Hampshire College in Amherst, Mass. has given ground to students who believe seriously in the existence of time travel.
The group, Students for Justice in Palestine, following suit of Jimmy Carter, has given Israel the label of an apartheid state—like South Africa of the last century.
The students called for the college to divest mutual funds from any company that “provides the Israeli military with equipment and services in the Occupied West Bank and Gaza” [“Hampshire College cuts ties with fund invested in Israel,” The Boston Globe, Feb. 12].
And so the university got rid of its State Street mutual fund, which was invested in over 200 companies—many of which they said did not meet its socially responsible criteria. Hampshire College denies it divested because of Israel.
According to www.investigativeproject.org, Alan Dershowitz, a Harvard law professor, spoke with the college, and they told him divestment was a function of the presence of “employment discrimination, environmental abuse, military weapons manufacturing, unsafe workplace settings and dealings with Burma or Sudan.”
To its credit, Hampshire does have funds still invested in other Israeli companies or those that do business there.
But the fund was only reviewed under pressure from the student group. And it’s telling that several groups, such as Democracy Now! and Students for Justice in Palestine, have claimed this as a victory for resistance against the so-called “apartheid wall.”
But what is unexplainable is that college only now voted to “revise its 1994 socially responsible investment policy to bring it up-to-date with current standards and practices,” according to its news page, pulling funding from the State Street Fund because it includes companies that manufacture military products.
Is it somehow news that Caterpillar, Intel or Motorola make products that benefit militaries? Then why change policy now?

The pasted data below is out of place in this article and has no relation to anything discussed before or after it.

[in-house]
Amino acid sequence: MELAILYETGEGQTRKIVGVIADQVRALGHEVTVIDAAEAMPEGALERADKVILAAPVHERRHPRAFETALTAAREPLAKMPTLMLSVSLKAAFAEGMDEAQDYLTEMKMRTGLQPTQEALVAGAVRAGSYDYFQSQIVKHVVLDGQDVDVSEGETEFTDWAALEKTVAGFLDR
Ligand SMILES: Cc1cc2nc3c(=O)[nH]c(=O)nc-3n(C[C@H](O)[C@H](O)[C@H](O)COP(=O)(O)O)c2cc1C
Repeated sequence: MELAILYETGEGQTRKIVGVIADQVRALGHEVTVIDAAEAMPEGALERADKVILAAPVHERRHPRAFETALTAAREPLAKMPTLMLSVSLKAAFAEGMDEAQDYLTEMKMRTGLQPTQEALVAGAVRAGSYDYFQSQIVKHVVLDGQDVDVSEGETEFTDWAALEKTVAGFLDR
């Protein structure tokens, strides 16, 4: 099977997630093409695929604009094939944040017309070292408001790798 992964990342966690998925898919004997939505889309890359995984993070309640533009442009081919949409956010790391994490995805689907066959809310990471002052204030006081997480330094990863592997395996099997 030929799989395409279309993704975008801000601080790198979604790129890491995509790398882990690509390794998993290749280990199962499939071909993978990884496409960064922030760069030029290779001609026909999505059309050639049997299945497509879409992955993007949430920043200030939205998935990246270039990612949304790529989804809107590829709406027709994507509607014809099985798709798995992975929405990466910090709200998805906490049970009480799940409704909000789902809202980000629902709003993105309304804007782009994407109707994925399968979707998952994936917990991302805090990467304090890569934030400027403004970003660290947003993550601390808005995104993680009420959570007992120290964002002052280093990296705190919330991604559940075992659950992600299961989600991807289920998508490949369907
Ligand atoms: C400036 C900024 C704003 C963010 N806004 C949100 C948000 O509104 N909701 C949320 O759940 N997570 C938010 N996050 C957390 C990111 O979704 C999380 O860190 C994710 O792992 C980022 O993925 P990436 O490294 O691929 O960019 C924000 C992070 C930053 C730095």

And why target manufacturers of military goods? Are military products inherently bad? Or is Israel using them in a bad way?
Dershowitz also notes “Hampshire President [Ralph] Hexter acknowledged that, ‘it was the good work of SJP … that brought this issue to the attention of the committee.'” Further, the college refused to state upon request that they had applied “existing principles, requiring them to divest from companies, which failed to meet certain standards.”
Hampshire bowed to pressure from Students for Justice in Palestine, saying that it didn’t do so because of Israel. But the student group still got what they wanted in the divestment—and the college just looks like a wet noodle.
Also, divesting those funds that specifically make military goods, echoes the Columbia University Divestment Campaign.
The campaign states: “In limiting our divestment campaign to companies that manufacture and sell arms to Israel, we have focused on a fundamental problem in the conflict today: the use of Israeli military force on a civilian population.” Columbia has the guts to say what Hampshire College won’t—why selling arms to Israel is bad.
Because divestment worked in South Africa, groups like Students for Justice in Palestine need to use the word “apartheid” and equate Zionism with racism.
The word is the battle: If they can convince you that a wall and checkpoints are in fact apartheid, then they can encourage divestment across college campuses.
These campaigns to sell off mutual funds that potentially benefit Israeli state and military actions are not new. Beginning in 2002, mostly from America’s elite universities such as Harvard, student groups have long used accusations of racism against Israel.
The Hampshire College student group has done as much, using “apartheid” to describe the entire Israeli-Palestinian conflict and stating the “Zionist Movement … to establish a Jewish state in Palestine … is at the heart of the Israeli-Palestinian conflict.”
UC Berkley’s Students for Justice in Palestine group decries the “Israeli system of apartheid and discrimination against the indigenous Palestinian population,” and “condemn[s] the racism and discrimination underlying the policies and laws of the state of Israel.”
Another—a group at Penn State—equates Zionism with racism. One video posted claims the IDF does not represent Jews, but is an arm of the “Zionist Supremacy.”
But none mention the freedom of Arabs in Israel—voting rights, parties in the Knesset, high standards of living. This is not apartheid.
Instead of describing why the security wall is not the best actionable Israeli policy in response to terror—an entirely legitimate position—Students for Justice in Palestine and similar groups undercut their goal by falsely accusing Israel of racism and apartheid. This is not 1990, and this is not South Africa.
Rest assured, though, that Israel is not subject to the narcissistic disease of wanting to be loved by the world. Between being loved and assuring its own survival, it’s pretty clear what Israel will do.